Saturday, 24 March 2012

TOTS 100 Film Club - The Never Ending Story

"A boy who needs a friend finds a world that needs a hero in a land beyond imagination"

When I saw the title Never Ending Story appear on the Tots 100 Film Club list, I jumped at the chance to review it. At first, I wasn't sure if it was a re-make or a re-release of the 1984 original. I was actually a little relieved to find out it was a re-release. Although I don't doubt that a remake could drastically improve the rather dated special effects, I seriously doubt if the performances from the child actors involved could be bettered. The film does have a special charm that makes the viewer more forgiving of the fact that the animatronic mouth movements of some creatures completely fail to match the dialogue they are delivering.

As soon as the music for the title sequence started playing (featuring the vocal talents of the unforgettable [!?!] Kajagoogoo's Limahl) I was instantly transported back to the first time I watched this movie. I was slightly embarrassed when I worked out that I would have been 20 years old when it came out - I imagined that I had been much younger. I loved this film and it inspired me to read the book by Michael Ende on which it was based.  For me, the magic of the adventure was very much alive but I wondered what a new generation, brought up with sophisticated CGI effects rather than the Ray Harryhausen stop animation of my childhood, would think of it.

The film does have a slow start as we are introduced to the nerdy, bookish Bastion, struggling to come to terms with the death of his mother and trying to live up to the expectations of a father who places no value on the fantasy world of books that means so much to his son.

We witness the bullying that Bastion suffers at the hands of his peers and watch as he 'borrows' an unusual and possibly valuable book from the slightly mysterious proprietor of the old bookshop in which Bastion hides to escape his tormentors.

Bastion takes refuge in a dusty attic at school when he realises that he has arrived late for a maths test. Here he opens the "The Never Ending Story" book with great reverence. As the story contained within its pages unfolds,  he becomes increasingly involved and has to make some important decisions that will change him forever.

The narrative switches between the story of a quest to save the land of Fantasia from the all consuming Nothing, and the reality of Bastion (and indeed the viewer)  becoming ever more entwined  in what we now understand is the never ending story. It is a device that works very well in keeping the plot moving at a fast pace.

Atreyu, the courageous boy warrior from the Plains People who is entrusted with the mission to save Fantasia from the Nothing is played by Noah Hathaway. His charismatic performance is key to the success of the film so I was intrigued to find out what he went on to do in the intervening years. He did have a few film appearances credited to him but is now tattooed and makes and sells customised motorcycles!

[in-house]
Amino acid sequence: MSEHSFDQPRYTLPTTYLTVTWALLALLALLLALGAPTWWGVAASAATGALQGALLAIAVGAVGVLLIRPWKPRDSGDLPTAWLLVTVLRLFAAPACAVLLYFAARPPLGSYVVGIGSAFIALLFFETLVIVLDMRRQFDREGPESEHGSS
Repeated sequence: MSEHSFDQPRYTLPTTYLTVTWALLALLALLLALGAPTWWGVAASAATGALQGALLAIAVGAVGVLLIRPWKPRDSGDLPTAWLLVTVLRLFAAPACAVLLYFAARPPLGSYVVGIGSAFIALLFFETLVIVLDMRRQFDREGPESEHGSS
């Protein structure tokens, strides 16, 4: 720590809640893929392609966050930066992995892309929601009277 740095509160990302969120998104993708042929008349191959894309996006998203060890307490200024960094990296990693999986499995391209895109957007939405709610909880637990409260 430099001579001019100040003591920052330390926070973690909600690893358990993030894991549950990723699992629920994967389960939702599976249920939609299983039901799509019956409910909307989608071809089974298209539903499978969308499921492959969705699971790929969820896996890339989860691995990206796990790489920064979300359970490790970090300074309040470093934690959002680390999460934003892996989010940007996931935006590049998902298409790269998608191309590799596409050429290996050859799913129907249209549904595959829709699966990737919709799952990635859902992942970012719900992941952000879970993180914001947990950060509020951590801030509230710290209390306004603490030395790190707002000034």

I was slightly concerned that 3 year old Addy would find Gmork, the evil wolf sent to make sure that Atreyu failed in his task, terrifying. She didn't! Her favourite character was Artax, Atreyu's horse and faithful friend. Have your hankies ready for the scene in the Swamp of Despair.

Seventeen year old Taylor commented on how good the soundtrack is and I agree with her.

For me, one of the great pleasures in this film is the rich cast of minor characters. There is a particularly wonderful scene in the Ivory Tower, home to the Childlike Empress of Fantasia. Representatives of many races have gathered to seek advice from the Empress about how to defeat the Nothing. It is a visual feast - look out for the giant fish people!

Charis joined us halfway through the movie, having just returned from seeing Hunger Games at the cinema. She couldn't help but compare this movie, somewhat unfavourably, to the current big budget box office hit. However, I think it is testament to the appeal of The Never Ending Story that she sat and watched it to the end with us.

Despite the special effects not living up to those that we have now become accustomed to,  through the power of great storytelling, I believe that The Never Ending Story will find an appreciative new audience. We thoroughly enjoyed it and my eldest daughter has already asked to borrow it!

Addy's comment when the closing credits rolled was a puzzled "Why has it ended? It's the Never Ending Story." That took a bit of explaining.

1 comment:

  1. I admit, I'm a bit terrified that I'll watch it and it won't live up to my astronomically high expectations. I barely remember it, but I do remember thinking it was the best film in the world ever when I was about eight.

    I also remember being shit scared of that wolf - Addy is clearly much braver than me!!


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